Yue is generally seen as the ultimate paragon of loyalty, but like a lot of paragons Yue’s story evolved over the ages, changing to suit the times. It was first recorded by his grandson, Yue Ke, sixty years after Yue Fei’s death. The Yue legend reached its zenith during the Ming, who in their own struggles against foreign rule saw themselves as latter-day versions of the Song hero. The Qing (1644-1911), being foreign rulers and descendents of the Jin, obviously took a dimmer view of Yue. Present day nationalists, on both sides of the straits, emphasize Yue Fei’s single-minded insistence on the unity of the country. The Republic of China even named a missile after the general, a gesture thatYue Fei probably would have appreciated.
In Chinese historiography Qin Gui is the villian of this story and retellings of the Yue Fei legend accuse Qin Gui of nefarious dealings with China’s enemies and condemn him as an appeaser and capitulator. Yue blamed Qin Gui, not the emperor, for his misfortune, and today in front of Yue Fei’s tomb in Hangzhou, there are two iron statues of Qin and his wife. Visitors to the tomb spit and curse at the statues, punishment for Qin Gui’s treachery and cowardice. Historian James T.C. Liu, however, argues that the Gaozong emperor must have been more than a little complicit in the Yue Fei debacle. Gaozong feared the Jin might install his brother, still in Jurchen captivity, as a puppet ruler in the north, weakening Gaozong’s legitimacy. Gaozong also seemed quite content to be the ruler of Jiangnan (south of the river) and was unwilling to risk losing power, preferring to keep his armies in the south consolidating his rule.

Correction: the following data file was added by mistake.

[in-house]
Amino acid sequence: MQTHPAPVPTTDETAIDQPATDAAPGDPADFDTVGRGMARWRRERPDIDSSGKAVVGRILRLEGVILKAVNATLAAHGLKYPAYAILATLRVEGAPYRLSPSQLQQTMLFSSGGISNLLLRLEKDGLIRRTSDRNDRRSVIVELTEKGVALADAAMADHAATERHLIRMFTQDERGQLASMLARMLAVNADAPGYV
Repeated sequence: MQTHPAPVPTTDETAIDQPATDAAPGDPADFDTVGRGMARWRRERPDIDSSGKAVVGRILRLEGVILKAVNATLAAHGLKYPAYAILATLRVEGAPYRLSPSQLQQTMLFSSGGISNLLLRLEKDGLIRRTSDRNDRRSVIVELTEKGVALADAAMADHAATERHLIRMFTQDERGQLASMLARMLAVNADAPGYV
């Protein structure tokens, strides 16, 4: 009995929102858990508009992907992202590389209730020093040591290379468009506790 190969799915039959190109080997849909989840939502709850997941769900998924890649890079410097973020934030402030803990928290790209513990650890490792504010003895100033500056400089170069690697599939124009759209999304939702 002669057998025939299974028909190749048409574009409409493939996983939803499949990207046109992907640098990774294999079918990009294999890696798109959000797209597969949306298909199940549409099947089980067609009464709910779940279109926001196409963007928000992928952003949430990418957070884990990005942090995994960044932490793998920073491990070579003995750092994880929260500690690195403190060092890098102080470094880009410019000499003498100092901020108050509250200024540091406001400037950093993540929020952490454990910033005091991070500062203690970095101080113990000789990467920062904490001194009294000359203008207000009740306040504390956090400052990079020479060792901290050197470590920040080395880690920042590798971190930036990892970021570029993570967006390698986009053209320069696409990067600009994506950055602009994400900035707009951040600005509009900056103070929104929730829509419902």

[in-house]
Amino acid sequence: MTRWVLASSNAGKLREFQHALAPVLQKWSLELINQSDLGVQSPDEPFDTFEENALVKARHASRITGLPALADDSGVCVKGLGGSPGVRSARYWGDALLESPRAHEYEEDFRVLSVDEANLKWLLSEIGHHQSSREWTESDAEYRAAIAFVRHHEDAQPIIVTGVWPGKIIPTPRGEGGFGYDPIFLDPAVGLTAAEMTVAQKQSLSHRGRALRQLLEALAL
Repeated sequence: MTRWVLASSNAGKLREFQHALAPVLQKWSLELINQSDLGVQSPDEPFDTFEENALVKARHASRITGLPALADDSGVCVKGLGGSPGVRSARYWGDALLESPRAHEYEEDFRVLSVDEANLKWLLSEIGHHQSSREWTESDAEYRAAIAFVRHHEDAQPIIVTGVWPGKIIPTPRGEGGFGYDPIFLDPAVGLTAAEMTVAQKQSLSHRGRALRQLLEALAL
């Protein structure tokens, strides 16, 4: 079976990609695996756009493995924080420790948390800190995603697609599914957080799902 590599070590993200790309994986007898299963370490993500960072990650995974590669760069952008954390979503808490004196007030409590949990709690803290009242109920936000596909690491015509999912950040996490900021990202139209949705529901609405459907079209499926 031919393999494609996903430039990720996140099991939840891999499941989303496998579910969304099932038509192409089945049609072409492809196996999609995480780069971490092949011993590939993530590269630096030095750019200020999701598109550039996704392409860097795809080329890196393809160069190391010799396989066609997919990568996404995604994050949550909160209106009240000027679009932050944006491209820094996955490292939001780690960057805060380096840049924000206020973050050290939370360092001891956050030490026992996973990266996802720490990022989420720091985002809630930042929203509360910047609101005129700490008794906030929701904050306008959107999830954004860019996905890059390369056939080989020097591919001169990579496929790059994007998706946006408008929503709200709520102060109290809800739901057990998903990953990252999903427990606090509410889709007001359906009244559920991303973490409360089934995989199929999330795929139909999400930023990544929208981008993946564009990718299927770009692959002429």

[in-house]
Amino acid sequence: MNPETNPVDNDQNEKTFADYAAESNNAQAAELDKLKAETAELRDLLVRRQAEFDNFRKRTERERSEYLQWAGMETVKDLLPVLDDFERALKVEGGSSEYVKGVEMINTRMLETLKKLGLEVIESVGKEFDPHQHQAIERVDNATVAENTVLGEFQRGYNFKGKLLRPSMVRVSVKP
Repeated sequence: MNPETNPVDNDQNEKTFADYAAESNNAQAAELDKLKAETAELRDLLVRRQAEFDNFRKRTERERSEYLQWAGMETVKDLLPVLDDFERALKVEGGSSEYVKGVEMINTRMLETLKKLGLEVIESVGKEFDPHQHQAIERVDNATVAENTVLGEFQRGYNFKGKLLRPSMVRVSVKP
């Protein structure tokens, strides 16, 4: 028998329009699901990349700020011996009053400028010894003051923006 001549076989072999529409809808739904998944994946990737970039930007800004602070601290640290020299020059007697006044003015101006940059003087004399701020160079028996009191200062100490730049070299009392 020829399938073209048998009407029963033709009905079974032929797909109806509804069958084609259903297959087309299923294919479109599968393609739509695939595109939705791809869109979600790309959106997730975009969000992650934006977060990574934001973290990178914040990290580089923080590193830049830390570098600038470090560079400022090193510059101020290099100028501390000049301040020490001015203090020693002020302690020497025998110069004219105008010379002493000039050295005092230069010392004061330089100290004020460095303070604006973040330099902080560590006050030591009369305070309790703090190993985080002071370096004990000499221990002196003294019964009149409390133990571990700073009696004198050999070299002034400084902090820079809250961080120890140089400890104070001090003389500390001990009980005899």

So why blame Qin Gui? Well, the story of Yue Fei’s selfless devotion the dynasty loses some of its punch if the emperor is the one setting him up. Early Confucian thinkers, such as Mencius, argued thatoffiicals had a right, even a responsibility, to remonstrate against emperors they felt had made bad choices. But in reality, the Chinese pantheon had no room for a patriot whose ideals put him in conflict with his sovereign. A scapegoat was needed. I think it’s pretty clear that Qin Gui was a bad guy, but letting Gaozong off the hook, while making the story politically and even psychologically more palatable, makes the story less interesting and, perhaps, less meaningful.